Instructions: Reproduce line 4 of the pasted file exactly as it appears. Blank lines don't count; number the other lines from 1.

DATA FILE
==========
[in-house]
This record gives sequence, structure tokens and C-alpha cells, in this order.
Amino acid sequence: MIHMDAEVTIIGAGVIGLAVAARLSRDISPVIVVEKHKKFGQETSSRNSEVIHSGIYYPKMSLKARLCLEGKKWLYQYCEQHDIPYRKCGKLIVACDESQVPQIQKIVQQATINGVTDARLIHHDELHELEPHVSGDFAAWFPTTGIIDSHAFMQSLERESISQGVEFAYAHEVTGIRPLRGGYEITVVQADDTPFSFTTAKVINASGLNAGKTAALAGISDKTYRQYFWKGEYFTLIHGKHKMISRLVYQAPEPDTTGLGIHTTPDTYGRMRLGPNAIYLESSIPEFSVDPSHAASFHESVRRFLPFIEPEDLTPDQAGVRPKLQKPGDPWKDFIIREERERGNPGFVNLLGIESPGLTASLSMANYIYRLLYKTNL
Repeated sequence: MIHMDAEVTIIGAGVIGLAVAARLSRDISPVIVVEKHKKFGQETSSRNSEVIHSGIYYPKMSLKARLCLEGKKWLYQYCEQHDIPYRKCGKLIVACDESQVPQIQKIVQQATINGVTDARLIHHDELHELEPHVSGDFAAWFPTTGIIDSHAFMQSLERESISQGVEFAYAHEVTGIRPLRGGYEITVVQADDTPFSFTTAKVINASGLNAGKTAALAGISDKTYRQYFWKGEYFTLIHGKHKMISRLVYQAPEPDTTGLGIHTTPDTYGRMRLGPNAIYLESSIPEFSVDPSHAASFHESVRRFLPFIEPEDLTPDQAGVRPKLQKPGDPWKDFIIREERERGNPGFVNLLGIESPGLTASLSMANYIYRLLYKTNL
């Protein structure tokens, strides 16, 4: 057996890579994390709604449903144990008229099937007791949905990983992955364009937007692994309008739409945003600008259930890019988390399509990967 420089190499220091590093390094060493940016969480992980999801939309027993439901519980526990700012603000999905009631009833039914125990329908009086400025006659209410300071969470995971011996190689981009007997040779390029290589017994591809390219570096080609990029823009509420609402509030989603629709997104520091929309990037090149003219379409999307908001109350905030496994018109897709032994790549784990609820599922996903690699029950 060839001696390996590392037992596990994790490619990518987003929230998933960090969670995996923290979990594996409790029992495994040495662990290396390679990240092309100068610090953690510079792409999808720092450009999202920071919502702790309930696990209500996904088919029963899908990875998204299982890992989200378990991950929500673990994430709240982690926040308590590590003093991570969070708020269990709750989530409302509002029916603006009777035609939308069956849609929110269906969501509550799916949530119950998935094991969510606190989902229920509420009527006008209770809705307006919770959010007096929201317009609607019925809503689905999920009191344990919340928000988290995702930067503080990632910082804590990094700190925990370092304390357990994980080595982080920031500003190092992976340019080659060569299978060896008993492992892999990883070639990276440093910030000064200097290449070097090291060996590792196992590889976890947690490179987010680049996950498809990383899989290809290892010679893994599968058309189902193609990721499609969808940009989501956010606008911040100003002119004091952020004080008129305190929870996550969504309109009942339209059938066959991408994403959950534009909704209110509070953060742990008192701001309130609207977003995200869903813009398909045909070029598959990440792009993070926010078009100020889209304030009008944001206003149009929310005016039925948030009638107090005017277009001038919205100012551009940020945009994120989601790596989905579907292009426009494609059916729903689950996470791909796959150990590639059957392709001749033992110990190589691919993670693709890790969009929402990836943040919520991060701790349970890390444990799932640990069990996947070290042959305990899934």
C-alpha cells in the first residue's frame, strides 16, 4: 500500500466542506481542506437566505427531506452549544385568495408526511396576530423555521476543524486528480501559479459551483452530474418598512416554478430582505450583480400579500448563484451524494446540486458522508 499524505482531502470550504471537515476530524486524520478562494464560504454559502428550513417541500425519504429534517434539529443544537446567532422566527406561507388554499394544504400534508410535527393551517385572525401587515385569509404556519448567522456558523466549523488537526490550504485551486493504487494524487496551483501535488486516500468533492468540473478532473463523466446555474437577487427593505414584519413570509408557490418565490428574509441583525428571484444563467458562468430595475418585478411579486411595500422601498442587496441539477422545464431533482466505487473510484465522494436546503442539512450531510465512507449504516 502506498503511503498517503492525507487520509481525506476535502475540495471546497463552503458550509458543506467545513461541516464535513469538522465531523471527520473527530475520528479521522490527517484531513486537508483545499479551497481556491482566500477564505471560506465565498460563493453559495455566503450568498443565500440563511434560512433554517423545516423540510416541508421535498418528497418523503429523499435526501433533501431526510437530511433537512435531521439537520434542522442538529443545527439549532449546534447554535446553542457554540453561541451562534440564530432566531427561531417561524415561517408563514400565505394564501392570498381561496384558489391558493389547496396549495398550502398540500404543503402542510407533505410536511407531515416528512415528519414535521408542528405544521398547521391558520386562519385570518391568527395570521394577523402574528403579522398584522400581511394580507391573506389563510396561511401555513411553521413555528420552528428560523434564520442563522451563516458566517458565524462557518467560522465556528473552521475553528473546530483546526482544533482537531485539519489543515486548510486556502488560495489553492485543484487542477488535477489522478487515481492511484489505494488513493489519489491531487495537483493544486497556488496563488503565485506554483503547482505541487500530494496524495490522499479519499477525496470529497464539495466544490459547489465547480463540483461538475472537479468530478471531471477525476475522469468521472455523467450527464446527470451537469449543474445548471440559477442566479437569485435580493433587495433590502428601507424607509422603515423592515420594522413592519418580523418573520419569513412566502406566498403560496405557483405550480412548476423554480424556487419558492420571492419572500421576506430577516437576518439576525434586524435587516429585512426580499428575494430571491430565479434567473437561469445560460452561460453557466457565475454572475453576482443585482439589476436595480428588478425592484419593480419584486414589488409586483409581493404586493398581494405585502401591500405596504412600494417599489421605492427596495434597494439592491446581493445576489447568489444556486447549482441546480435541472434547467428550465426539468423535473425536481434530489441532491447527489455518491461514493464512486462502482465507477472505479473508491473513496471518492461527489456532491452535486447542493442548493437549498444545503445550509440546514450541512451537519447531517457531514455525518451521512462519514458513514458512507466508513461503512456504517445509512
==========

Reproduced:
Repeated sequence: MIHMDAEVTIIGAGVIGLAVAARLSRDISPVIVVEKHKKFGQETSSRNSEVIHSGIYYPKMSLKARLCLEGKKWLYQYCEQHDIPYRKCGKLIVACDESQVPQIQKIVQQATINGVTDARLIHHDELHELEPHVSGDFAAWFPTTGIIDSHAFMQSLERESISQGVEFAYAHEVTGIRPLRGGYEITVVQADDTPFSFTTAKVINASGLNAGKTAALAGISDKTYRQYFWKGEYFTLIHGKHKMISRLVYQAPEPDTTGLGIHTTPDTYGRMRLGPNAIYLESSIPEFSVDPSHAASFHESVRRFLPFIEPEDLTPDQAGVRPKLQKPGDPWKDFIIREERERGNPGFVNLLGIESPGLTASLSMANYIYRLLYKTNL